But now the legal basic principle of “innocent until proven guilty” is being wholly ignored in the case of media trials.

In the year 2008, the media proclaimed the parents to be involved in a double murder case popularly known as Aarushi Talwar murder case [3] and the public had an emotional reaction on the fact that her parents were involved in the murder even before the trial begun. The media aggressively played up different parts like honour killing, an alleged extra-marital affair of her father, all fake news that Aarushi was an adopted child. Though on 2017 the parents got acquitted as the CBI could not prove that her parents were guilty as all the evidence given by them were circumstantial, the sufferings from the harassment by the public and the media, the degradation of their public image cannot be repaired.


Constitutionality of media trial

The word media trial is not defined anywhere. But indirectly, this authority is being given to the media under Article 19(1) (a) of the Constitution of India.

Freedom of speech and expression of press: Article 19(1) (a) of the Indian Constitution, which ensures freedom of speech and expression includes freedom of press in its ambit. The existence of a fair, independent and powerful media is the foundation of a democracy, especially in India. Media is not only a source to express one’s views, but it is also responsible for constructing opinions on various topics of regional, national and global agenda.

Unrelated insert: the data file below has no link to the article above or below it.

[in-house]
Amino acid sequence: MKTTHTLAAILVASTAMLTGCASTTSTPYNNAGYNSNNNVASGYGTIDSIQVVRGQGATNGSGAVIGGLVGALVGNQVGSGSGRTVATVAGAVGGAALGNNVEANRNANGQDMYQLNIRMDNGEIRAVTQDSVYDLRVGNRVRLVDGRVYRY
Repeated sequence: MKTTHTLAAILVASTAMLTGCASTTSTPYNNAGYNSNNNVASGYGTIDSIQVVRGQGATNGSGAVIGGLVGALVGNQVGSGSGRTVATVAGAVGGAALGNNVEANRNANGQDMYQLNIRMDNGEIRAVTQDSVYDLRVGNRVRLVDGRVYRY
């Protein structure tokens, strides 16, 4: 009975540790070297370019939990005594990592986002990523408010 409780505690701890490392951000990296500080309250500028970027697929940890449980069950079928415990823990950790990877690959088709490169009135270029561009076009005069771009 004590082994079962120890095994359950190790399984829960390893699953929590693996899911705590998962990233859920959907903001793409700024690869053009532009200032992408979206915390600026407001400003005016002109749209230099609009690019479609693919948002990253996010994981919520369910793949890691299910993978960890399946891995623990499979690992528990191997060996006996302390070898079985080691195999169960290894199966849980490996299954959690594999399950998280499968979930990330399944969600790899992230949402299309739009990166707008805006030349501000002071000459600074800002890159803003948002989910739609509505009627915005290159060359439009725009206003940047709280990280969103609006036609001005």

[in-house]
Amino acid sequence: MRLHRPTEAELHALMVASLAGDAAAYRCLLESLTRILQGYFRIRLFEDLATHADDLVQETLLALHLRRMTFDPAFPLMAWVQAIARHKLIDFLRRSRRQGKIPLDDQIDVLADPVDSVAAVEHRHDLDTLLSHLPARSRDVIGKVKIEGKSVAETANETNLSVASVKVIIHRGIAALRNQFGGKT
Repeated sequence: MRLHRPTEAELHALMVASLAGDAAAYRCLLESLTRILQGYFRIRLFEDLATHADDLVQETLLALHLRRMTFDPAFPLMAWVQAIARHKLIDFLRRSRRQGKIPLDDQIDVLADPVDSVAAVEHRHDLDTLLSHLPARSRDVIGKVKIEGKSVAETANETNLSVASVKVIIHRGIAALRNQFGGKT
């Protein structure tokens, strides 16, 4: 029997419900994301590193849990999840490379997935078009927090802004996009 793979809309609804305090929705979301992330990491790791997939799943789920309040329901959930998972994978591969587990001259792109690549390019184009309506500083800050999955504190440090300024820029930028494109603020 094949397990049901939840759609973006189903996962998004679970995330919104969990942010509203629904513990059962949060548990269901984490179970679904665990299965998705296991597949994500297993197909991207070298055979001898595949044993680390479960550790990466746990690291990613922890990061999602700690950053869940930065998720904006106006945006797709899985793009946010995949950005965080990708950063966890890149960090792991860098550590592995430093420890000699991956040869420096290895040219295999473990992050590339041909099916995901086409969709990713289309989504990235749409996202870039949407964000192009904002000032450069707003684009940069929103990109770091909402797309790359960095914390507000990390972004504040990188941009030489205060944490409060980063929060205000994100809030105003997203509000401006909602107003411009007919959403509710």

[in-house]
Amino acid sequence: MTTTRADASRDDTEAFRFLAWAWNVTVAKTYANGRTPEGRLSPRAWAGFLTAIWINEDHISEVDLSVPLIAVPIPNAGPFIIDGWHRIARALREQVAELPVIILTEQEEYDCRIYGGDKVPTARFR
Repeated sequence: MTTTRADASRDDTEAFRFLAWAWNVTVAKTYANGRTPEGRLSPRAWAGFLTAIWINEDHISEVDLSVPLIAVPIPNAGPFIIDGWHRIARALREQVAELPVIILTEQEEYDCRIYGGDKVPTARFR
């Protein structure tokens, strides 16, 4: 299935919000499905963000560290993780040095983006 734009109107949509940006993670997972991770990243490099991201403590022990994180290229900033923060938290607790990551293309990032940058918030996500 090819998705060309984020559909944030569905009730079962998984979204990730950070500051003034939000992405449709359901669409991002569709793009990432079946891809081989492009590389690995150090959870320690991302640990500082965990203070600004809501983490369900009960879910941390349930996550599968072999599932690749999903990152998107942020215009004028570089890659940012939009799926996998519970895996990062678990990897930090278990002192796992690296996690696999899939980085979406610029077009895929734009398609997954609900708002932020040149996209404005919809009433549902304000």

Brij Bhushan v. State of Delhi [4]

Facts: Brij Bhushan was its printer and publisher and KR Halkani was its editor in a right-wing group. On 2 March 1950, the chief commissioner of Delhi imposed an order on the Organiser under Section 7(1) (c) of the Hindu East Punjab Public Safety Act, 1949 which extended to Delhi as well. According to this provision, a provincial government was authorised, for protecting “public safety” and “public order”, to require a newspaper to submit the newspaper for critically observed before publication. The petitioner’s holds that the order infringes the fundamental right of speech and expression and the order passed by the respondent does not come under the reasonable restrictions enshrined under Article 19 (2) of the Indian Constitution.

Issue: Whether Section 7(1) (c) of the impugned Act is constitutionally validity?

Held: The Court stated that pre-censorship of press infringes the liberty given to them and also infringes the freedom of speech and expression. Section 7(1) (c) of the impugned Act was not a law relating to matters which undermine the security of, or tends to overthrow the State. Therefore, it cannot come under the ambit of Article 19(2) of the Constitution.


Indian Express Newspapers (Bombay) (P) Ltd. v. Union of India (1985) 1 SCC 641 [5]

In this case, it was mentioned that though power has been given to the media. But a duty too has been imposed upon them not to misguide the public through any news.